Skip to main content
Part of complete coverage on

'Slave trade ghost town': The dark history of Bunce Island

By Vladimir Duthiers and Teo Kermeliotis, CNN
updated 6:17 AM EDT, Thu May 16, 2013
Bunce Island, in Sierra Leone, was a British slave trading post in the 18th century. From its shores, tens of thousands of Africans were forcefully shipped to the American colonies. Bunce Island, in Sierra Leone, was a British slave trading post in the 18th century. From its shores, tens of thousands of Africans were forcefully shipped to the American colonies.
The history of Bunce Island
The history of Bunce Island
The history of Bunce Island
The history of Bunce Island
The history of Bunce Island
The history of Bunce Island
The history of Bunce Island
The history of Bunce Island
  • Bunce Island was a British slave trading post in the 18th century
  • From its shores, tens of thousands of Africans were put on slave ships to Americas
  • Abandoned in the 19th century, it's one of the most authentic slave trading facilities still in existence
  • One group is working to conserve the island's crumbling ruins

Every week, Inside Africa takes its viewers on a journey across Africa, exploring the true diversity and depth of different cultures, countries and regions. Follow Vladimir Duthiers on Twitter and the show on Facebook.

(CNN) -- As the boat slowly approaches the quiet shores of Bunce Island, it's hard to shake off the eerie feeling of being transported back into one of history's darkest chapters.

Located some 30 kilometers from Freetown, this tiny strip of land in the Sierra Leone river served as a major post for the transatlantic slave trade in the 18th century.

For tens of thousands of Africans, this was the place where their life in the continent ended -- men, women and children were kidnapped and brought to the island's fort to be traded and eventually put on slave ships bound for the Americas.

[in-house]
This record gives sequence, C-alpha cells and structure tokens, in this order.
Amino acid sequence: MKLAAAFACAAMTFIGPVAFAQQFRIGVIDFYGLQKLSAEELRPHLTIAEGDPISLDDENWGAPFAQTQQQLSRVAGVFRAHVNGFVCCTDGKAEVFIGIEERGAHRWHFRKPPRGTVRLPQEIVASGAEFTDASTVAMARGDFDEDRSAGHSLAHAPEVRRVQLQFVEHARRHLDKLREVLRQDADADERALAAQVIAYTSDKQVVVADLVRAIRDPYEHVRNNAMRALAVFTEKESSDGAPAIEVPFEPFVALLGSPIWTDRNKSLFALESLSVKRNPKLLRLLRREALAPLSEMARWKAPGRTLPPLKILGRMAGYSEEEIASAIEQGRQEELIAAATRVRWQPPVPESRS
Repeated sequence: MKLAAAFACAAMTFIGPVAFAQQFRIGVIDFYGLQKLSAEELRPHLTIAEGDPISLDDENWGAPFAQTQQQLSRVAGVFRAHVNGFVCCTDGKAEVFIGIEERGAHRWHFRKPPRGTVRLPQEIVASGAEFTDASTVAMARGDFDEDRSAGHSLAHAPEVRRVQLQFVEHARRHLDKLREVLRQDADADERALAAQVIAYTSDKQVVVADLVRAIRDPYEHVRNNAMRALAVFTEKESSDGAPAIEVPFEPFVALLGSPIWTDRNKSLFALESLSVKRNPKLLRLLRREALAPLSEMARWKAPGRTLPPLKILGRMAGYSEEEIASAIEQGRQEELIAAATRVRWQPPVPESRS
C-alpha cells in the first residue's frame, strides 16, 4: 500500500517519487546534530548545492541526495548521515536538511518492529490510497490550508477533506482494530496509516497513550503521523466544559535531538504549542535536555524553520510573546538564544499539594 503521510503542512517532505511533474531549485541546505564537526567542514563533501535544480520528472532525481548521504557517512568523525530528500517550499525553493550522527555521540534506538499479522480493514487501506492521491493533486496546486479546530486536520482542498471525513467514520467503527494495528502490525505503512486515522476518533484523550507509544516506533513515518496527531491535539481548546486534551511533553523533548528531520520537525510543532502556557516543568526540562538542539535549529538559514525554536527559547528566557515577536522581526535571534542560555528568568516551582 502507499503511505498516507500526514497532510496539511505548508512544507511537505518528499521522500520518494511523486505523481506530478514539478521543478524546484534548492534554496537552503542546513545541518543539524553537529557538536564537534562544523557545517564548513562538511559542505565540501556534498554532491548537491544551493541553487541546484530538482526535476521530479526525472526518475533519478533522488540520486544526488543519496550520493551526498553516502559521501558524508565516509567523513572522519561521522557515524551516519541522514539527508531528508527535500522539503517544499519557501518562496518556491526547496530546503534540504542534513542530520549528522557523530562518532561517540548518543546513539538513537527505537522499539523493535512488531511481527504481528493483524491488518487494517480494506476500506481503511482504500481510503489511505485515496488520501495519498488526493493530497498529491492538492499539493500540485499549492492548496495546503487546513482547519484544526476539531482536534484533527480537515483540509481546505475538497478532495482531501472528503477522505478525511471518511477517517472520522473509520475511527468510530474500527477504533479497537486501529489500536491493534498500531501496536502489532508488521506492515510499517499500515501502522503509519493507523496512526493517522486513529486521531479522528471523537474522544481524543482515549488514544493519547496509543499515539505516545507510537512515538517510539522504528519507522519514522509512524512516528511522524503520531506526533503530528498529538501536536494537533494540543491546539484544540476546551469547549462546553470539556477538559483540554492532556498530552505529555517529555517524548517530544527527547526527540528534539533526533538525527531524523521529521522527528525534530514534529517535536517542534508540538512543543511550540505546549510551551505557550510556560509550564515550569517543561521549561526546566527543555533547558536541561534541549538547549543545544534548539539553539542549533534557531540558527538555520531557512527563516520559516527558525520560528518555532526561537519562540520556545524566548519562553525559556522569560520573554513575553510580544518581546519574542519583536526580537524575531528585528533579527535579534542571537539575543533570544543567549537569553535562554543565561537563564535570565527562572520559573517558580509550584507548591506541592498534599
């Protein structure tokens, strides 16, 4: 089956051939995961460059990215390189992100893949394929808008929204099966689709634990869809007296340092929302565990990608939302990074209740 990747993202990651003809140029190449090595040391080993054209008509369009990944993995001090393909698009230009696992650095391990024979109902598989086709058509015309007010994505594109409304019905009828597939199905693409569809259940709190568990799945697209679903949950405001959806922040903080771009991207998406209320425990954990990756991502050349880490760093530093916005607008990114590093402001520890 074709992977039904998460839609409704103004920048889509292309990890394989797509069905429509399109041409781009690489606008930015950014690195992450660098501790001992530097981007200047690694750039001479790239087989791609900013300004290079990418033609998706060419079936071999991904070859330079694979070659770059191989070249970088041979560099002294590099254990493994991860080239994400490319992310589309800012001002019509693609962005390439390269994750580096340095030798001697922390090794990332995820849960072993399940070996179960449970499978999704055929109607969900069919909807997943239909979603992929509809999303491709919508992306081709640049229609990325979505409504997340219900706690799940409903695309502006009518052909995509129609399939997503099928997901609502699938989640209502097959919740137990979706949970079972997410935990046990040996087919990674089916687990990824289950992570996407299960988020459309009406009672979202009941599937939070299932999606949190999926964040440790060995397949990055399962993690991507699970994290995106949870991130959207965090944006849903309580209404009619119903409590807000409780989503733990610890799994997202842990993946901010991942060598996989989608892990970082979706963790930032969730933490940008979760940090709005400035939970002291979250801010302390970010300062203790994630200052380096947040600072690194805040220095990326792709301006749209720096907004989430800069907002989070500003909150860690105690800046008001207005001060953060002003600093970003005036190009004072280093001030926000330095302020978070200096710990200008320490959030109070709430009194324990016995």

"The African-American story is very much here," says Joseph Opala, director of the Bunce Island Coalition, a group of historians and archaeologists working together to turn the island into a national landmark that can be appreciated for its historical value.

Historical image of the British slave trading post of Bunce Island.

Upon arriving in the American colonies, West African slaves were forced to work in rice paddies, cotton fields and indigo plantations along the South Carolina-Georgia seaboard where the moist climate and fertile land were very similar to their African homelands.

Read this: African slave traditions live on in U.S.

"There are 40 big castles like this along the West African coast, but this is the only one that sent appreciable numbers of captives to what is now the U.S.," says Opala.

Map of Bunce Island. Click to expand.  Map of Bunce Island. Click to expand.
Map of Bunce Island. Click to expand.Map of Bunce Island. Click to expand.
Part 1: Rebranding Sierra Leone
Part 2: Ecotourism in Sierra Leone

'The place where history sleeps'

Stepping onto the uninhabited island, you quickly realize that this is a place forgotten by time, its ancient structures gradually decayed by the two centuries of tropical rain seeping down.

Unlike other slaving trading posts, nothing was ever built on the island after its abandonment in the mid-1800s. Its crumbling ruins, blanketed by overgrown weeds and ivy roots, remain relatively untouched to this day, serving as a reminder of the island's dark past.

"One Sierra Leonean years ago used to refer to Bunce Island as the place where history sleeps," says Opala. "And there's no better description of it -- it's a kind of slave trade ghost town."

Read this: Tracing the slaves who shaped America